When traditional healing methods hit the mainstream market the most noticeable change is the price tag. Once clays and plants that have been used for centuries are “discovered” it becomes inaccessible. It’s a playing field that Leah Guerrero is passionate about leveling with her affordable, organic and ethically sourced skincare brand, Brujita Skincare. “I was named brujita by one of the vendors at the mercado in D.F. and that name ‘brujita’ just gave me new life and a new purpose in skincare and also healing the community,” she tells HipLatina.
We don’t tend to look at skincare as an overall health issue but in reality, any product made with synthetic materials has the potential to impact people’s health. Many fail to realize that when clean products carry a high price point, those who cannot afford them are left using creams, serums, and masks that are filled with harmful ingredients. And even higher end products are not always healthy for the skin. “The reason why commercial products are at a high price is because they’re filled with synthetics and they’re filled with parabens and a lot of other chemicals that are pretty expensive. That’s why they just mark up the prices,” Guerrero told HipLatina.
As a small batch skincare provider, Guerrero wants her customers to think more critically about the commercial skincare model as a whole. It seems reasonable to want a product that we’ve spent big bucks on to last a long time. But Guerrero reminds us that when it comes to what you put on your body’s largest organ, freshness matters. “Normally commercial products have a shelf life of about 5 years. That’s completely gross if you really think about it. So you can use this cream that you’ve had at least a year or two or you can have an affordable crema that lasts 3 months,” she said.
It has been thoroughly documented that commercial beauty products for Black women and women of color contain more dangerous chemicals than those made for white women. And in a way, Guerrero’s mission poses the question: Is access to green beauty and natural skin care a social justice issue? When we consider the fact that commercial beauty products for BIPOC have been linked to fibroids, cancers, and other life-threatening health issues, the answer seems pretty clear.
As a licensed esthetician, Guerrero’s interest in organic skincare came when she realized that many times the products she recommended did more harm than good. “I recognized after my first year that I wasn’t really getting the results that I wanted to for my clients. They would say that their face was itching or that it [was] burning, that the products don’t help, that the products are actually aggravating their acne. And when you hear that you’re like ‘am I a bad esthetician?’ And no, it’s the products,” she says.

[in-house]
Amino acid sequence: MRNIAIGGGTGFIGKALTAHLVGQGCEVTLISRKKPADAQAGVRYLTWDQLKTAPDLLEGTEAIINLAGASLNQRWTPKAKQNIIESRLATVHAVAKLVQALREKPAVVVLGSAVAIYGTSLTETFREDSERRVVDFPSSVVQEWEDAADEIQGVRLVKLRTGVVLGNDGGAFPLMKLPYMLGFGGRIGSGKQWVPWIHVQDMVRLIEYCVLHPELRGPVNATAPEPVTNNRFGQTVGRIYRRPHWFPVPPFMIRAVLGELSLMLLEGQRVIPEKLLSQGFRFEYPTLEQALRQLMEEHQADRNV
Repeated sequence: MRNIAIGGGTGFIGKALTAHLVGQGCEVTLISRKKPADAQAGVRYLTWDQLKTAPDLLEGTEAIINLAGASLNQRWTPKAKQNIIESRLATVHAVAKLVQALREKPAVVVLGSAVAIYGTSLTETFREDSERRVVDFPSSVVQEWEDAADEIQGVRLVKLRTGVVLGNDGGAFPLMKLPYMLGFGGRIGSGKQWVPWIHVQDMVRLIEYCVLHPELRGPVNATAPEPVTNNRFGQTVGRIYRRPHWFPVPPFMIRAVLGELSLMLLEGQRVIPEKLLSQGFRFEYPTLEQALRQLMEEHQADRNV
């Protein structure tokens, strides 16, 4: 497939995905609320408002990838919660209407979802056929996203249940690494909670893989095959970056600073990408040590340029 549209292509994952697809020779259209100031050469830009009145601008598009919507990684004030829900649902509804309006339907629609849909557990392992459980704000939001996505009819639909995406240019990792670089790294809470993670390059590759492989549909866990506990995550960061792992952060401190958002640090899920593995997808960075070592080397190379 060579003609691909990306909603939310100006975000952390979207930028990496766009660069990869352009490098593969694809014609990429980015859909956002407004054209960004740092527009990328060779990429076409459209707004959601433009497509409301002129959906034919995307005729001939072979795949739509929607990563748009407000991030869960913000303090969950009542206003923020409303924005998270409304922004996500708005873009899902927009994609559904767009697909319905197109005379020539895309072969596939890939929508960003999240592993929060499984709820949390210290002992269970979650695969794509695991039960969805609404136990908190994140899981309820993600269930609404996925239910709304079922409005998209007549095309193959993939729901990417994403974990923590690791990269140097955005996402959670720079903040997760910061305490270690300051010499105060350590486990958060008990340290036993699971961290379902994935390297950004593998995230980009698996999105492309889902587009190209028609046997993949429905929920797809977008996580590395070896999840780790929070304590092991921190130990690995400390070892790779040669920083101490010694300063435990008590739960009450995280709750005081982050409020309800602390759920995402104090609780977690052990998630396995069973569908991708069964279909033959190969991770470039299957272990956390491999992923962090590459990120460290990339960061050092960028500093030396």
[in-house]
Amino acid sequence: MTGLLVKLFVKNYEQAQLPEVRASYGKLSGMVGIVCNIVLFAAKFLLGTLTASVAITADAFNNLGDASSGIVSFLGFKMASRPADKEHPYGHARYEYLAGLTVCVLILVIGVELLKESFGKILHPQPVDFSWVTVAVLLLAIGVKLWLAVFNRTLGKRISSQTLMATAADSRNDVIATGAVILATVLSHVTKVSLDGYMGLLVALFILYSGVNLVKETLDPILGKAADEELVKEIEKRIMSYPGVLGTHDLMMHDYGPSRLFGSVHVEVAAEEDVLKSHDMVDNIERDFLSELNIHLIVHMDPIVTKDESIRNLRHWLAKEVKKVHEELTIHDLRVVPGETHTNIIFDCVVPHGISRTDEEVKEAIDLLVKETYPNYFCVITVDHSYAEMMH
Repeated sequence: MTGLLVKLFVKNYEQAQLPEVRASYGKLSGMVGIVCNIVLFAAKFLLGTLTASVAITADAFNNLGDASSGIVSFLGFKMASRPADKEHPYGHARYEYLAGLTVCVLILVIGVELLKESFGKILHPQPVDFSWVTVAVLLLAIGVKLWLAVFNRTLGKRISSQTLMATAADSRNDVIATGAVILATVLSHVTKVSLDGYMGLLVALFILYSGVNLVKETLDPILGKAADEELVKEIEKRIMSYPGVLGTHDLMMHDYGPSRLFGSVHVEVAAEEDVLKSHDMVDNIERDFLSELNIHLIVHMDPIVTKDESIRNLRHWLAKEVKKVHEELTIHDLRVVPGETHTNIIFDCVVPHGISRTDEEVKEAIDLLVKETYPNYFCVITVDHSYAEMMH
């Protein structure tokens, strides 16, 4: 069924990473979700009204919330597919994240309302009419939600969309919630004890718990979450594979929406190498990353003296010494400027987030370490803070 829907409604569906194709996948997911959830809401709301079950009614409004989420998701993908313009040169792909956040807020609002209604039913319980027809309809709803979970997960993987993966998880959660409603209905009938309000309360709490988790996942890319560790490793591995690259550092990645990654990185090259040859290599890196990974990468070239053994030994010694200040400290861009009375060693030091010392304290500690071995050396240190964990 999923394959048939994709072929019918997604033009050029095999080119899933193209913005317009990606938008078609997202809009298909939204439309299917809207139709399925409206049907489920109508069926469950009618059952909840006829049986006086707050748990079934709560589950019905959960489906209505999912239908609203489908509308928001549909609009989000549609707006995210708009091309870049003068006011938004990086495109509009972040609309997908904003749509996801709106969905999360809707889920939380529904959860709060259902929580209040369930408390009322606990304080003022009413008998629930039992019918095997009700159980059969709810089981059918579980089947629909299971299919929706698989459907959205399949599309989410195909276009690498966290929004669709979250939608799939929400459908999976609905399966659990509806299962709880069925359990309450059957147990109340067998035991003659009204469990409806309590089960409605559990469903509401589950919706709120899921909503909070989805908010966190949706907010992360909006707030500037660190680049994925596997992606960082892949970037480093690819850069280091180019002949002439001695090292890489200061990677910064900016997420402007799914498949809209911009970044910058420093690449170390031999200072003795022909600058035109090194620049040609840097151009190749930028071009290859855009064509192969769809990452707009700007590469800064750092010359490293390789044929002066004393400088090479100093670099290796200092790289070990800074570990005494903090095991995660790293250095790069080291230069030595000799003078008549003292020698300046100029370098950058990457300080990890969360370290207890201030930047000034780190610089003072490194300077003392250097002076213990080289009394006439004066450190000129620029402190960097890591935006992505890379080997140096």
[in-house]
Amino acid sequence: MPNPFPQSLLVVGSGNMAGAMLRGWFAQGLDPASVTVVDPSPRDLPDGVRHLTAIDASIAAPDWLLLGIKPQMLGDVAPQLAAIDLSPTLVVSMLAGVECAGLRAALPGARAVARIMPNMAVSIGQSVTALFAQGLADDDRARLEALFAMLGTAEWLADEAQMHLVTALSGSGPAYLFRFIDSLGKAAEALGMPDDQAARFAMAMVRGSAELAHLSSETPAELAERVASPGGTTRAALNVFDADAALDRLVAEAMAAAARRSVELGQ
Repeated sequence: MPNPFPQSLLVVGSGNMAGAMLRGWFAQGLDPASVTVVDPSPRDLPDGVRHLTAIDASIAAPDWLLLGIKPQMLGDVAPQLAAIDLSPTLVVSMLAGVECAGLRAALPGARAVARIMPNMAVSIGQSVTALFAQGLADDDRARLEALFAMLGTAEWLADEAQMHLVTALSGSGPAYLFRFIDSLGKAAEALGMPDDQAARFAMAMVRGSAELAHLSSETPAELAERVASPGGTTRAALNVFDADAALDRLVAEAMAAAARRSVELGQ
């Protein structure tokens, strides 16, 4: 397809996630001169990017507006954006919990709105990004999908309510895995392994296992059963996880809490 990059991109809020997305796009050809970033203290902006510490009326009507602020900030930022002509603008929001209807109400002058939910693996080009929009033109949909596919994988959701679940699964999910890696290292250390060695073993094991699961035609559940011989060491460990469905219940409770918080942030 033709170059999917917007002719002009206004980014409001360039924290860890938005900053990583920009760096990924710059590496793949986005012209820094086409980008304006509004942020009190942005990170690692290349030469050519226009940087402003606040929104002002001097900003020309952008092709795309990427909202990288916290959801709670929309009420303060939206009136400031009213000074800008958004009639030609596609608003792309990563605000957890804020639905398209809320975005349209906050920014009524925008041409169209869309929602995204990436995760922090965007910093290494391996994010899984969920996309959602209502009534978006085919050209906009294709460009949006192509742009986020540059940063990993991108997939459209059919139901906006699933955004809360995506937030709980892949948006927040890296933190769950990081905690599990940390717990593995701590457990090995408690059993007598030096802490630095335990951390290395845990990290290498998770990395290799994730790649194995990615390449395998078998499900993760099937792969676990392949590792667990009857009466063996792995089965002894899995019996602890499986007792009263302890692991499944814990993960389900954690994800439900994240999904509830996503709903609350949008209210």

Her dedication to using only the best nature has to offer also comes with the responsibility to educate people about the importance of our connection with nature. “We are chemically connected to the earth so when you’re using earth products, there is just no other way to go. I’ve definitely seen what natural products can do so introducing that is super important to me.” Her masks, cremas, and hydrosols combine ingredients like prickly pear oil, honey powder, and maqui berry. As well as red and white clays, she brings directly from mercados in Mexico City.
Her goal to make quality natural ingredients accessible is closely related to her desire to heal the Los Angeles Latinx community through many of the traditional ingredients from our heritage. “When I started Brujita my demographic was LA. I really wanted to be the LA brujita and I wanted the community to trust me and to come to me with all their skin issues, so I could help them.”
In just one year Guerrero’s passion project has gone from LA mercados to the pages of Teen Vogue. Her releases sell out in hours, and the 4-star reviews are backed up by hundreds of loyal customers who wait patiently for the release of their faves like the Purple Reina Facial Scrub ($30) and Hechizo Facial Serum ($25). “People are becoming more aware of natural ingredients. They’re going back to their ancestry, their roots, and reconnecting with Earth. These are from our lands and we are so deserving of them and we deserve them at an affordable price. It’s been in our culture for so long and being reminded of that and knowing that these are accessible more than you think. That’s my message,” she concluded.
So what’s next for La Brujita de Los Angeles? Aside from continuing to convince people to break up with commercial skincare, she’s got a new business on the horizon. Everyone should be on the lookout for the Los Angeles Bath Company that will focus more on body products and body lotions. Until then, you can find Leah on Instagram here and you can check on her product releases at her website here.